This blog on common mistakes litigants make on a routine basis that weakens their case is written by seasoned trial attorneys at Ciyou & Dixon, P.C. We hope it helps you understand what not do to in a courtroom and why. If so, it has met its educational goal. Ciyou & Dixon, P.C. attorneys try complex civil and divorce cases across the state. These mistakes are also common in civil and criminal litigation. Avoid them. This blog is not intended as legal advice or a solicitation for services. It is an advertisement.

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Ciyou & Dixon, P.C., is a law firm located in Indianapolis, Indiana. We serve clients in six core practice areas: family lawappellate practicefirearms lawgeneral practicepersonal injury and criminal law.

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Based in Indianapolis and founded in 1995, Ciyou & Dixon, P.C. is a niche law firm focused on successfully dealing with the complexities of divorce, high-conflict child custody and family law. Known for their ability to solve extremely complex situations with high quality work and responsiveness, Ciyou & Dixon will guide you every step of the way. The family law attorneys at Ciyou & Dixon, P.C. will help you precisely identify your objectives and the means to reach your desired result. In addition, this practice focus is augmented by the firm's other three core areas, namely appellate advocacy, civil practice, and firearms law. Life is uncertain. Be certain of your counselSM.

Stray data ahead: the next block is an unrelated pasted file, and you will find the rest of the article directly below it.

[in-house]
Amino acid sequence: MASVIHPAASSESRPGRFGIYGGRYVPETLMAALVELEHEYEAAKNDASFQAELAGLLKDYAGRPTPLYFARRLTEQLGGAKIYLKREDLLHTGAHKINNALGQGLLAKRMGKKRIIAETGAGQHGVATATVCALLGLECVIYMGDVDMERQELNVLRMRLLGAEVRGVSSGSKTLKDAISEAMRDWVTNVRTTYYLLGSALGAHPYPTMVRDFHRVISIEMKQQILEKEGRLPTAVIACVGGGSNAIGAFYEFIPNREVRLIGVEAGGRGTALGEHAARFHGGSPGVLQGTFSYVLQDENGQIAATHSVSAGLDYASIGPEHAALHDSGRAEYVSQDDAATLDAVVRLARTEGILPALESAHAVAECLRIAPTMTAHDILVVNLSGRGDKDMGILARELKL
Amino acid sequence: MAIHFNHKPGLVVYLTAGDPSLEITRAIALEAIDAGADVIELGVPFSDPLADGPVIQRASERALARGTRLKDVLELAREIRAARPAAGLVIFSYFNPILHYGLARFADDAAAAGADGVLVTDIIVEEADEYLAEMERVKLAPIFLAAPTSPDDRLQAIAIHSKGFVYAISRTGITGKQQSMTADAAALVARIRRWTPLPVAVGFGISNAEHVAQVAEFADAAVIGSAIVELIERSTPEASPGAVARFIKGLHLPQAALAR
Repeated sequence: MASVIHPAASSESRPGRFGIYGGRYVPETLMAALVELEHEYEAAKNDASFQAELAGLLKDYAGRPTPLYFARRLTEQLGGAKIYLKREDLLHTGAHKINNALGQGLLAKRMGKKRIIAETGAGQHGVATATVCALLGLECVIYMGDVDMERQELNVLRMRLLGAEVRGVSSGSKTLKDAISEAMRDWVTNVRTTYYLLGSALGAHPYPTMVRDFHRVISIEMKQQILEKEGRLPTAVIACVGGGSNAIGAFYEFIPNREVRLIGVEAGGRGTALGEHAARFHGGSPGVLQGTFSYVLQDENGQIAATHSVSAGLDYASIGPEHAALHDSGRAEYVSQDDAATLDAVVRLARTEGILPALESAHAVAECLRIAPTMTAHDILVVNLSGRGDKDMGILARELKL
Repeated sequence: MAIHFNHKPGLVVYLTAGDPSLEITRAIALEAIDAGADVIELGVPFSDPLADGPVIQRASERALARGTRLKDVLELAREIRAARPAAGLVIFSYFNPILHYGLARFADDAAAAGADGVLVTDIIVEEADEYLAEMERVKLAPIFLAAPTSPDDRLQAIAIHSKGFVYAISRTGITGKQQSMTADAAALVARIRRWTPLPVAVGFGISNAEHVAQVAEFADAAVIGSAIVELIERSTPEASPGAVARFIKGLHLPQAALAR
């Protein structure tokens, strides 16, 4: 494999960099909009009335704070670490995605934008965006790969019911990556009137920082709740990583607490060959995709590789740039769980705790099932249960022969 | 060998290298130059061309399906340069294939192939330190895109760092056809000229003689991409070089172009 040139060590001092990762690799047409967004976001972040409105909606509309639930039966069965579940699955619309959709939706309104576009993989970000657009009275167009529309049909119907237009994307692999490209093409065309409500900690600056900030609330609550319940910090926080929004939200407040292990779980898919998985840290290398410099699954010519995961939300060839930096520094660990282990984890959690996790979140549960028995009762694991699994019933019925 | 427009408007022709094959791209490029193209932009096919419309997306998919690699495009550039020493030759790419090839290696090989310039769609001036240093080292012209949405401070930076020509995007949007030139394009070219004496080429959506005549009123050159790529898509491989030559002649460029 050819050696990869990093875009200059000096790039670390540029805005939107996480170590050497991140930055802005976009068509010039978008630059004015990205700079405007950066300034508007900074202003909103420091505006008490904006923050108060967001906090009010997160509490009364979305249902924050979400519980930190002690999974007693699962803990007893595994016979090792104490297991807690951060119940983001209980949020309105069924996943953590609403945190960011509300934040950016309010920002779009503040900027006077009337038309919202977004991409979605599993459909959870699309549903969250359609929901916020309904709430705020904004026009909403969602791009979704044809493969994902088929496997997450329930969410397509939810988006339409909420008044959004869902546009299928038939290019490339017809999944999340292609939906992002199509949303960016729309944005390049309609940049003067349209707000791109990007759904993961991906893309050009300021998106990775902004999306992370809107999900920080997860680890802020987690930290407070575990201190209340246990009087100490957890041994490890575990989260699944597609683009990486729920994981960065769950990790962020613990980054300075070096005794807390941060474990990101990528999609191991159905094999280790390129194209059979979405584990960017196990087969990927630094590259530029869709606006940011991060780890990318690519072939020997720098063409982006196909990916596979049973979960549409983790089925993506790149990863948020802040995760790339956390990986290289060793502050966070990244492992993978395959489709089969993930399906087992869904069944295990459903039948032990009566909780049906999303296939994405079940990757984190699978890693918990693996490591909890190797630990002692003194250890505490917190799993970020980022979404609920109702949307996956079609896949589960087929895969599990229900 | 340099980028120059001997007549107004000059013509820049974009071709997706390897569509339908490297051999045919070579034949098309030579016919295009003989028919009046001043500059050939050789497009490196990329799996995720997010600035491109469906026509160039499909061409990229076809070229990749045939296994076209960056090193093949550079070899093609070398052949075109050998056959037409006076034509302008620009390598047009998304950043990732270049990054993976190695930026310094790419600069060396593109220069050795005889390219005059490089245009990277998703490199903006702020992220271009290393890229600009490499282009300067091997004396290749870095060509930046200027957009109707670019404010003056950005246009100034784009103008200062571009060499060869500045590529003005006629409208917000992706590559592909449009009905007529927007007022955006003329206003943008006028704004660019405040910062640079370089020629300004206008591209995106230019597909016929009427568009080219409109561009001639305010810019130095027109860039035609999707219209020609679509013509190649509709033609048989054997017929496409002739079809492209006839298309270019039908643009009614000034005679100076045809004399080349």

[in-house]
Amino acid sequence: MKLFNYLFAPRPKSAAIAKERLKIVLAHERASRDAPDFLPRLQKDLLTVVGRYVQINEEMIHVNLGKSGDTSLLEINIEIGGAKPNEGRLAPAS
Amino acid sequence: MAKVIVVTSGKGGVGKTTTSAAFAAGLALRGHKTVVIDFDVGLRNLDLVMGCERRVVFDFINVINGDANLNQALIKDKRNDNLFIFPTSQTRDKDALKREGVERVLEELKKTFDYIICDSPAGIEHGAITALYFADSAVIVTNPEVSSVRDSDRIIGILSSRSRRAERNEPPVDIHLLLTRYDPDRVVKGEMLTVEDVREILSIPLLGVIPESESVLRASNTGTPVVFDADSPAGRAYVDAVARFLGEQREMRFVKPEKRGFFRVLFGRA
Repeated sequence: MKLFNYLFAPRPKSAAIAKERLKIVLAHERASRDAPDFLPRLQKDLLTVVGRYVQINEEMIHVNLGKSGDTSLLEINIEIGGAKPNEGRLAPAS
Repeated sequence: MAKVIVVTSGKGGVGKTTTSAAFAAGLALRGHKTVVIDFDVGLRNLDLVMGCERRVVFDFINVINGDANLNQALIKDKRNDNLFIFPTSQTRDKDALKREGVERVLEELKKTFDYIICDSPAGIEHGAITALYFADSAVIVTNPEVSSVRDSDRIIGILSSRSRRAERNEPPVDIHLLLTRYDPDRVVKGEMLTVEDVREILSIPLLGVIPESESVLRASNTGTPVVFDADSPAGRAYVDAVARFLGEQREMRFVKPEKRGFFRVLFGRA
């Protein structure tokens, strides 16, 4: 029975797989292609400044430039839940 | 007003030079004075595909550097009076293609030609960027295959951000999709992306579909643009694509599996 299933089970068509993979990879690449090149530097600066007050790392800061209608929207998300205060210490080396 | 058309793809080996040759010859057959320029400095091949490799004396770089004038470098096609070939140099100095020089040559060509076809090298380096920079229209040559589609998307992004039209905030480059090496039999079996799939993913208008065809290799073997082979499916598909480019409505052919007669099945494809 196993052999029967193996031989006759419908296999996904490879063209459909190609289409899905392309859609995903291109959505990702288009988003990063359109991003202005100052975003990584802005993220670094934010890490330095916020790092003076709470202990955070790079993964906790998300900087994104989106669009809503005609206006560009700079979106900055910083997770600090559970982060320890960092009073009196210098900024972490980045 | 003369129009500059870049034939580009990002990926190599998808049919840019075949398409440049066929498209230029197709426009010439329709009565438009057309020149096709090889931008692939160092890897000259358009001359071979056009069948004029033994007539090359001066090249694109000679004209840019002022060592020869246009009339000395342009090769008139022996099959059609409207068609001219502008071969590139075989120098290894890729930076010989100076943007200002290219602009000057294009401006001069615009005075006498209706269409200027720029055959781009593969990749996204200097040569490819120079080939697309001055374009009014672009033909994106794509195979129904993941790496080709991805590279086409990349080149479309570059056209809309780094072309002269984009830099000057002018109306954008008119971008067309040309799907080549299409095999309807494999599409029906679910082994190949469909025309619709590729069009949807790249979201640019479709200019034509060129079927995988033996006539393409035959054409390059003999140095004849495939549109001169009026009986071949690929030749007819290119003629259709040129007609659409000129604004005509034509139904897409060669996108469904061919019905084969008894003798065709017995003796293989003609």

Indianapolis Divorce Attorneys, Ciyou & Dixon, P.C. of Indianapolis, Indiana, offers legal services for Indianapolis, Zionsville, Noblesville, Carmel, Avon, Anderson, Danville, Greenwood, Brownsburg, Geist, Fortville, McCordsville, Muncie, Greenfield, Westfield, Fort Wayne, Fishers, Bloomington, Lafayette, Marion County, Hamilton County, Hendricks County, Allen County, Delaware County, Morgan County, Hendricks County, Boone County, Vigo County, Johnson County, Hancock County, and Tippecanoe County, Indiana.